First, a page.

Author David Pepper argues that state governments have become a key reason for the erosion of rights and America’s drift from democracy.
“We just don’t have the luxury to be despondent.”
A three-part series of interviews about the influence of neoliberalism on our politics and economics.
California looks to ease the strain put on its vulnerable undocumented workforce.
The view from Lemon Hill, a working-class community where stress and anxiety rule the day.
Major hotel chains are considering making daily room cleaning an exception rather than the norm.
Alberto Carvalho, a proponent of school choice, oversaw a growth of magnet and charter schools in Miami.
Cervantes, a progressive policy expert, explains what has and hasn’t changed for immigrant workers under the Biden administration.
Democratic Assemblymember Ash Kalra is proposing a bill to jump-start the process, but Big Medicine will fight to kill it.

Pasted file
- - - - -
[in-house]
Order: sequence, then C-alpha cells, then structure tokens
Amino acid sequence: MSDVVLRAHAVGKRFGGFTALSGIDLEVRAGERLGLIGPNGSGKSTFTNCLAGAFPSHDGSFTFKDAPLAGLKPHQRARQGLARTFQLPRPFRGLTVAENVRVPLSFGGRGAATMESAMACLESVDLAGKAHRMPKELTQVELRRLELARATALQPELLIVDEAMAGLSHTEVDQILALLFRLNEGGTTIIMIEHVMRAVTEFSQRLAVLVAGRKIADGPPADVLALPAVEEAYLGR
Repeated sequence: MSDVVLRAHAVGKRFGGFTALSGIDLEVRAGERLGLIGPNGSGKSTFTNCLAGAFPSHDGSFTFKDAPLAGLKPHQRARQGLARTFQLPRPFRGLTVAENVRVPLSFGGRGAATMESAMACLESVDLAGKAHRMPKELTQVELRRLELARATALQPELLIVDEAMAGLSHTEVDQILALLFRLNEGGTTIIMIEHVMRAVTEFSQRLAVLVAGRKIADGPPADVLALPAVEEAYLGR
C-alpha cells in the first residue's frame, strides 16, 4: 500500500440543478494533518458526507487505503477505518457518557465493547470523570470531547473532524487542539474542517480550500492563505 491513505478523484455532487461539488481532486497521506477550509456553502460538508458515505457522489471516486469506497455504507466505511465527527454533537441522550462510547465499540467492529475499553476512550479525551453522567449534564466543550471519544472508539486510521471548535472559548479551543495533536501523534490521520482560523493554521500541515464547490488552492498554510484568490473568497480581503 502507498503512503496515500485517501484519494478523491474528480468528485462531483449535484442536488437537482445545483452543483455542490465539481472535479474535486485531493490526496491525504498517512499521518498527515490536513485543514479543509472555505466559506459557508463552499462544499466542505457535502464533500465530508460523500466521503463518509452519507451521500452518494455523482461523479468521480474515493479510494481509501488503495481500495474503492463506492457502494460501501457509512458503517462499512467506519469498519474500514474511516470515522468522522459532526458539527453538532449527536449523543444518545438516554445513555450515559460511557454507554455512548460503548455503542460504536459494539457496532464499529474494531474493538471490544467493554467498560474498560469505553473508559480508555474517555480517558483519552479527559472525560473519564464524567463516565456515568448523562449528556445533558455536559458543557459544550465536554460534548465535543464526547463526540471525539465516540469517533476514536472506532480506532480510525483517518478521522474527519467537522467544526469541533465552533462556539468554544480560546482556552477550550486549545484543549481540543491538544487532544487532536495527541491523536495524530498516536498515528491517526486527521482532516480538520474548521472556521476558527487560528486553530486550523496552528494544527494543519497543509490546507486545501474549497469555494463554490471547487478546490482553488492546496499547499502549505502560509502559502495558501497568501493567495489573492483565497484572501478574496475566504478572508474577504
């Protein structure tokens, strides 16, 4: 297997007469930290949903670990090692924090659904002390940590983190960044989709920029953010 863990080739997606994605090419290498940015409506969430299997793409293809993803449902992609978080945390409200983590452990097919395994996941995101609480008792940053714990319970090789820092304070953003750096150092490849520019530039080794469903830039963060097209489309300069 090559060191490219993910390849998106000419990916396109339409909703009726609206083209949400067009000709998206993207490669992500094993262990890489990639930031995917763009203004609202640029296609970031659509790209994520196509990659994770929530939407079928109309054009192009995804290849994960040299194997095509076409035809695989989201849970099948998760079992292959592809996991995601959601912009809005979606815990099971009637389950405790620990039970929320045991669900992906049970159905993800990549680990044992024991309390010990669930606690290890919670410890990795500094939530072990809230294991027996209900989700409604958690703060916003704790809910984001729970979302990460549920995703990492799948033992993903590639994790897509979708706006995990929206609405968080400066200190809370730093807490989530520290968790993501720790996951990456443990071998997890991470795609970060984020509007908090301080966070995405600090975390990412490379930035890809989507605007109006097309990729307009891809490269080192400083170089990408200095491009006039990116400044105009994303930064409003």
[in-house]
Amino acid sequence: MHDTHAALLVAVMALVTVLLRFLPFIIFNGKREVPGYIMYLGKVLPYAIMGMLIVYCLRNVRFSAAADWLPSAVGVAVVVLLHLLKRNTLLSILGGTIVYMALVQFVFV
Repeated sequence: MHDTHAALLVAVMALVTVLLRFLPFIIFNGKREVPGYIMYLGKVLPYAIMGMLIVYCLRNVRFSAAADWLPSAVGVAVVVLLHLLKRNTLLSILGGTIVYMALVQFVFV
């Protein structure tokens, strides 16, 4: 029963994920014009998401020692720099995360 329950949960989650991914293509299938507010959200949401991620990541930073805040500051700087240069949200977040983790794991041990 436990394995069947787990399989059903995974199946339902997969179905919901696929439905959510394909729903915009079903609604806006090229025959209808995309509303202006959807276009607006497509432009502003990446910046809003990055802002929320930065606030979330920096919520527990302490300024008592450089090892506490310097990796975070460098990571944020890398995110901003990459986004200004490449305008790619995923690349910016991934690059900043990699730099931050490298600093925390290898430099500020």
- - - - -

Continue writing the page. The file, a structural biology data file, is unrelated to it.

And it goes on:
The oil and gas industry could jeopardize federal funding to clean up the state’s thousands of abandoned and leaking wells.
Walking back from the SEIU-SOULA* demonstration for immigrant rights at the downtown Federal Courthouse, I am wearing my clerical collar and carrying a CLUE-LA picket sign slung over my shoulder. Just across the 110 Freeway on Sixth Street, an older, tall, rather dapper looking white man passed me. Then about 10 paces on, he turns and asks: “What club are you with?”
“Clergy and Laity United for Economic Justice,” I say.
To which he he asks, “Isn’t there justice in this country?”
“If you’re part of the one percent,” I answer.
“Well, I am part of the one percent,” he says, “And I am not giving any of it to you!” Then he strode on at an increased gait.
“Give” I thought. Who said anything about “giving”? Apparently, he does not believe in giving one’s self to another for their nurture and for one’s own.